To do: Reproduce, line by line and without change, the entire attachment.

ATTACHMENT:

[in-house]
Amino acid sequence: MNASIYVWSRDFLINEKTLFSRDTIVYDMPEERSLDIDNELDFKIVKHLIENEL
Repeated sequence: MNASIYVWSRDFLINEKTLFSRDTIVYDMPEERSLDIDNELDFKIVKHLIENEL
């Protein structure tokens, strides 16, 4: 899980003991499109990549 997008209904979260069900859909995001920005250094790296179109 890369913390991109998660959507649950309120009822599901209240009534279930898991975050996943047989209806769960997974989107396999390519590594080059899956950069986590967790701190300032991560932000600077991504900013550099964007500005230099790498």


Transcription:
[in-house]
Amino acid sequence: MNASIYVWSRDFLINEKTLFSRDTIVYDMPEERSLDIDNELDFKIVKHLIENEL
Repeated sequence: MNASIYVWSRDFLINEKTLFSRDTIVYDMPEERSLDIDNELDFKIVKHLIENEL
């Protein structure tokens, strides 16, 4: 899980003991499109990549 997008209904979260069900859909995001920005250094790296179109 890369913390991109998660959507649950309120009822599901209240009534279930898991975050996943047989209806769960997974989107396999390519590594080059899956950069986590967790701190300032991560932000600077991504900013550099964007500005230099790498």